Dori Zinn is an able-bodied cisgender white woman.
Since last September, she’s chaired the Diversity Committee for the Society of Professional Journalists, the nation’s largest and oldest journalism organization.
Is that weird?
Zinn has spent most of her reign clashing with SPJ’s white leaders over the very definition of diversity. Basically, she wants diversity to include all women. Even straight white women. She lost that fight and will be replaced tomorrow by an Indian-American woman. Which is fine by her, because she was going to quit in disgust, anyway.
Is that weird?
In fact, since 1996, three white women and one white man have led SPJ’s diversity effort. Maybe more, but I can’t be certain because SPJ doesn’t keep track of the diversity of its diversity chairs.
Is that weird?
Lehrman says no. And yes.
A respected science and medical reporter, Lehrman has been studying diversity since before it was cool to do so. Maybe that’s why she’s been SPJ diversity chair four times since 2002. She insists…
What matters is the job Dori is doing as chair, not the color of her skin. A committed, energetic, and “woke” white person can do a great job as a diversity chair. The job of diversity can’t just be handed off to people of color – white people need to step up, too.
Lehrman says the real problem is this: SPJ has too many white people in other positions…
• The SPJ board has 23 members. One is black. None are Hispanic.
• SPJ’s headquarters has 13 employees, all as white as Zinn and Lehrman.
• SPJ has a $12 million endowment overseen by a foundation called SDX. Its board has 28 members. Two are black and one is Hispanic.
Lehrman has served on both the SPJ and SDX boards. She doesn’t like what she sees…
What bothers me more is the whiteness of the SPJ and SDX boards, the staff, and the national committee chairs. And yes, especially in such a context, the optics do look bad.
Of course, one big argument for diversity programs is that they’re led by minority members who network with the bosses and recommend fresh ways to diversify – and those diversity chairs often move up the chain of command themselves.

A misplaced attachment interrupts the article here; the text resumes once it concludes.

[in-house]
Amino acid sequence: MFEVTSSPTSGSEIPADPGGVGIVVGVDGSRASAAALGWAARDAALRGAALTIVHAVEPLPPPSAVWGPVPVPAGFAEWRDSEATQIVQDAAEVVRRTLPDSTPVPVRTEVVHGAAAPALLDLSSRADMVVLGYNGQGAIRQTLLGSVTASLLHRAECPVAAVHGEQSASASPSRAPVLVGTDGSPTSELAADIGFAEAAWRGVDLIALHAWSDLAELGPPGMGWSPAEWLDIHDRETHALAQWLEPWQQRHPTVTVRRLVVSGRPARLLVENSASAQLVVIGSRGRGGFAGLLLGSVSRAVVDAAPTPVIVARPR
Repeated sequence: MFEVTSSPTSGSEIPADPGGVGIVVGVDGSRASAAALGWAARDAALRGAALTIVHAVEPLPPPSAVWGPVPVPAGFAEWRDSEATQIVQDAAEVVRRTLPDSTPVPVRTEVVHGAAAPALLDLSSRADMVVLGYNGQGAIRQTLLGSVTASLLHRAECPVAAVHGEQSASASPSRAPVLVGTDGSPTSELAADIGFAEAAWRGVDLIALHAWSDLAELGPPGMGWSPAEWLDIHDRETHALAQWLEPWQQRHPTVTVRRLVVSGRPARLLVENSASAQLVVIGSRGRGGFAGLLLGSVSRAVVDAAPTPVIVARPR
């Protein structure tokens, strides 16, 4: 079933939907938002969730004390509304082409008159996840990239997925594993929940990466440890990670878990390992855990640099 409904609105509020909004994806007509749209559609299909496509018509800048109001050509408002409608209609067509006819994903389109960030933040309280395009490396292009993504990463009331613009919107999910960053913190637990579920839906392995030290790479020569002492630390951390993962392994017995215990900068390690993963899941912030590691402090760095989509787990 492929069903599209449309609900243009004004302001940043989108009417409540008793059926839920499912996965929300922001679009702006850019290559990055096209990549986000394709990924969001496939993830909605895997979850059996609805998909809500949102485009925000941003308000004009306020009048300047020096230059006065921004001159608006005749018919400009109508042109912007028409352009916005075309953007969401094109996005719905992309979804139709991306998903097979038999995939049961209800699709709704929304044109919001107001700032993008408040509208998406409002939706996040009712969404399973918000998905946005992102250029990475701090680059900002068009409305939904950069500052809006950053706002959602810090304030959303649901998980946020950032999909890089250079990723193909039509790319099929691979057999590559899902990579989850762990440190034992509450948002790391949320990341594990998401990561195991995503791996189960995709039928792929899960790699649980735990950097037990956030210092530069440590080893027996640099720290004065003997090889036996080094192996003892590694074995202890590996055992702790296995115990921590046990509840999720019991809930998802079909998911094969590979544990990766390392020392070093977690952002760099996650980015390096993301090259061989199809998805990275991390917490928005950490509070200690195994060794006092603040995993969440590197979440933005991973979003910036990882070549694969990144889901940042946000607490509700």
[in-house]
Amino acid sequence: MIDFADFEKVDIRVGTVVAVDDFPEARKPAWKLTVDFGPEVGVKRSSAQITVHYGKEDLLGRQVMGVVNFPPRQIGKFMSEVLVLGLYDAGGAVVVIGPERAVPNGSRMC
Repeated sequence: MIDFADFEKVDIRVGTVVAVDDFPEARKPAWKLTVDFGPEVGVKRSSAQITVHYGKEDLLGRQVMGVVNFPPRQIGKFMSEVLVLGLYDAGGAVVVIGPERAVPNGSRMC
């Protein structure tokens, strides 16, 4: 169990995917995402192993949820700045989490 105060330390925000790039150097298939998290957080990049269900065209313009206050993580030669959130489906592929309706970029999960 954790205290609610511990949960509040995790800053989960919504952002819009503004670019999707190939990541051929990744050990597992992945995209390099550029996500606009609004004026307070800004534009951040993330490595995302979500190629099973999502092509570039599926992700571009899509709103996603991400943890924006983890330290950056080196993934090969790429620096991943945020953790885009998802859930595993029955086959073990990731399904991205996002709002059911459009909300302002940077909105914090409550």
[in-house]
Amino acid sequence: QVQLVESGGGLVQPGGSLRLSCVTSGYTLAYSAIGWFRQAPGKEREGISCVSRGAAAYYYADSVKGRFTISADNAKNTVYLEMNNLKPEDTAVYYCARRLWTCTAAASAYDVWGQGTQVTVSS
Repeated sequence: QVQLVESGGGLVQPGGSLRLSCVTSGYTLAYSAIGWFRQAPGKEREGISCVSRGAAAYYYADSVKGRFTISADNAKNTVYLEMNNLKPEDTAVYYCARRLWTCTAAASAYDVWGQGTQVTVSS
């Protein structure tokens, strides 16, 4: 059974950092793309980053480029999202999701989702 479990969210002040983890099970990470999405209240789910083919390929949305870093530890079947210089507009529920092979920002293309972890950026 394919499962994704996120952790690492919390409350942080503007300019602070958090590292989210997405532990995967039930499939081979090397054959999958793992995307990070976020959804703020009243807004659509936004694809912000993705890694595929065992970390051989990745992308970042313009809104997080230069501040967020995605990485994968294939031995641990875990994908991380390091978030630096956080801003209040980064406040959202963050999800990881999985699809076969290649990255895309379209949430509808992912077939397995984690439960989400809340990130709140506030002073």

But in SPJ, white people often lead the diversity program and lament the whiteness of all the other leaders. Weird.
Which raises a question: How do you become an SPJ diversity chair?
Answer: a white person appoints you.
Each incoming SPJ president chooses, and those presidents are almost always white. When San Diego TV producer Lynn Walsh became president this time last year, she wanted Zinn to lead the Diversity Committee.
Race wasn’t an issue.
“She asked if I was interested in chairing a committee,” Zinn recalls. “That was it.”
Walsh simply says, “I felt Dori was the best person for the job at the time.” Therefore, it was a choice she “did not dwell on for long.”
Did Walsh expect some blowback?
“I considered there may be some, but felt very confident in the appointment and Dori’s abilities,” Walsh says. “So I was prepared to respond. I did not receive any, by the way.”
Zinn says she’s never heard a complaint or question about her whiteness, although she acknowledges, “I think on paper it looks kind of shitty: a straight white woman trying to be a proponent for change.”
Then again – and this is controversial to say within SPJ, so it’s only whispered – Lehrman and Zinn accomplished more as diversity chairs than the few minorities who have held the title.
(Of course, I’m not saying minorities can’t be great diversity leaders. I am saying SPJ chooses minorities who are “nice” and don’t talk about uncomfortable topics or propose intense ideas.)
So what did these white women accomplish, exactly? They forced diversity onto SPJ’s agenda.
Lehrman launched the diversity fellowship program, which covers all costs for minorities to attend SPJ’s annual convention. Zinn, by proposing something novel even though it failed, made white people debate diversity for months.
She also changed a very weird part of that fellowship program.
SPJ expresses little fellowship toward its diversity fellows.